Q. What is the other Furniture of a Lodge?
A. A Bible, Compass and Square.
Q. Who do they properly belong to?
A. A Bible to God, Compass to the Master, and Square to the Fellow Craft.
Then, in the Fellow-Craft's Degree, referring to the letter G, the under-mentioned questions and answers are given:
Q. What did that G denote?
A. One that's greater than you.
Q. Who's greater than I, that am a Free and Accepted Mason, the Master of a Lodge?
A. The Grand Architect and Contriver of the Universe, or he that was taken up to the Top of the Pinnacle of the Holy Temple.
Also, in the same Degree, reference is made to "God's good Greeting be to this our happy Meeting." Lastly, in the Master's Degree, there is the following:
Q. How came you to be passed Master?
A. By the help of God, the Square, and my own Industry.
In many of the subsequent so-called Exposures we have still further proof of the necessity of a belief in God in every Mason. Thus we find, that the Lodge is opened "in the name of God"; the brethren pray "O Lord God, thou great and Universal Mason of the world, and first builder of man, as it were a temple"; the Initiate is required to put his trust "in God"; and the Bible is explained as one of the three great lights in Masonry "to rule and govern our faith." These references are by no means exhaustive, but they will suffice clearly to demonstrate that a Belief in God was recognized as a Masonic essential.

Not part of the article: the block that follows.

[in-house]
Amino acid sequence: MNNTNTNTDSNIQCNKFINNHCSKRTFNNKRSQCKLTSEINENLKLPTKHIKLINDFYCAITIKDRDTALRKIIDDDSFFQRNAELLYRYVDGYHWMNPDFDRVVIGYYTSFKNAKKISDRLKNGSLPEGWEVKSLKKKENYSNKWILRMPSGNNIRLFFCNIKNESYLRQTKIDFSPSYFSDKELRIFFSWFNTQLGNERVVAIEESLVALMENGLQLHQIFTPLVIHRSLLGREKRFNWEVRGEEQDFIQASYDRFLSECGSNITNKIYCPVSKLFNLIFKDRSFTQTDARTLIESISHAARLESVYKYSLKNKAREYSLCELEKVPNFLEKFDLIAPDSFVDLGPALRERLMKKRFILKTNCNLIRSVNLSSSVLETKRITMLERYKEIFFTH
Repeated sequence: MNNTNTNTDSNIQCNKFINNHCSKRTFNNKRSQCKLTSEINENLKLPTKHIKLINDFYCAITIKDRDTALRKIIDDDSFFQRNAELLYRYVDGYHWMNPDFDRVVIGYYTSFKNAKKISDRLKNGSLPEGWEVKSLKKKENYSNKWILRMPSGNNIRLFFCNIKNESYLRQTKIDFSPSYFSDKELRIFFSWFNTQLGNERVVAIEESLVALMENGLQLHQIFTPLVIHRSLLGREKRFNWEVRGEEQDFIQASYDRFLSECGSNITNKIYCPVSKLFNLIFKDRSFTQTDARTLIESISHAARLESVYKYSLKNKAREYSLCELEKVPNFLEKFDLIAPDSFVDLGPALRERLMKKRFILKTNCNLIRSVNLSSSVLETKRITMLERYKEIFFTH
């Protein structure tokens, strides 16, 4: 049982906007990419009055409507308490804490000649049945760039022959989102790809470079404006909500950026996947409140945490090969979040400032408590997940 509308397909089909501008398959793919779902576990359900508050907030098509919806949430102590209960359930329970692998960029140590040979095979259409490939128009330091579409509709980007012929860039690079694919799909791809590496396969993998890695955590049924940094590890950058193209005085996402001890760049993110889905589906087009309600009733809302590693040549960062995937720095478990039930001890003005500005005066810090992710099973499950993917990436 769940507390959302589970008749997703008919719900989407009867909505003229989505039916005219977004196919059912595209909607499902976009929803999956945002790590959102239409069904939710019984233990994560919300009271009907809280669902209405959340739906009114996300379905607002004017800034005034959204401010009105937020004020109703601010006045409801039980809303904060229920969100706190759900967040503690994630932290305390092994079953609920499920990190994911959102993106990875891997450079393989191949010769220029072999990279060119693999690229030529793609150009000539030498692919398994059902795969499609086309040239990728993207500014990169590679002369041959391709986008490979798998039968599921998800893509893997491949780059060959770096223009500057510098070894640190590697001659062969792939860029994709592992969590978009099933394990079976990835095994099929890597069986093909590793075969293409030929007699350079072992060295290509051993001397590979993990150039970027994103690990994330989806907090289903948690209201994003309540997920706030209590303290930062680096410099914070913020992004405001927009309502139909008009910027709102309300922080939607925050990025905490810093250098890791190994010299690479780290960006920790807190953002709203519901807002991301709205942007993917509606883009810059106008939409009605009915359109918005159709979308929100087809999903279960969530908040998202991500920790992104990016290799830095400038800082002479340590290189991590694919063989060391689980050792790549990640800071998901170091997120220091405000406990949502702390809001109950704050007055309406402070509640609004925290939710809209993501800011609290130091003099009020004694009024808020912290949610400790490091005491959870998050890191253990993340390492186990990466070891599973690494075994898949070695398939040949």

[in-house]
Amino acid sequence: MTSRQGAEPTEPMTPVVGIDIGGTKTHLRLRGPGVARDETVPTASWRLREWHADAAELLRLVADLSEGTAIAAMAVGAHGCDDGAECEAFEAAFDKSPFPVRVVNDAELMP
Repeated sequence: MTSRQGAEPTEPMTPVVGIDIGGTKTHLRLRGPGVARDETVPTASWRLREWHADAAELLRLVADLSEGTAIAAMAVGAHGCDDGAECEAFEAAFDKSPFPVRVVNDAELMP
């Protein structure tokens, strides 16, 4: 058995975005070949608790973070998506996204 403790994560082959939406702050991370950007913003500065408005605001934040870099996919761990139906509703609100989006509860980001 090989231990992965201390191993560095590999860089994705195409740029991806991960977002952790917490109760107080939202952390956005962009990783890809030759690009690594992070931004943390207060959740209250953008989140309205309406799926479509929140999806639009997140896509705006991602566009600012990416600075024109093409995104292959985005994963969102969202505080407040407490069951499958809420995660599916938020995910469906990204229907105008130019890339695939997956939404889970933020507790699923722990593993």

In conclusion, I think it may safely be affirmed that, although there was undoubtedly some ambiguity in the wording of the Charge "concerning God and Religion" in the First Edition of Anderson's Constitutions, yet the mass of contemporary evidence available indicates an adherence at all times, by the Craft in the British Isles and elsewhere, to a Belief in God as one of its inflexible, unquestionable and unalterable tenets. The redrafting of this Charge in the Constitutions of 1815 removed such ambiguity as may then have existed, and a faithful belief in God was once more clearly shown to be a fundamental, or Landmark, in English Craft Masonry. May it ever so continue.
If you have any questions or comments, we would be pleased to hear from you.
© The Regular Grand Lodge of England 2005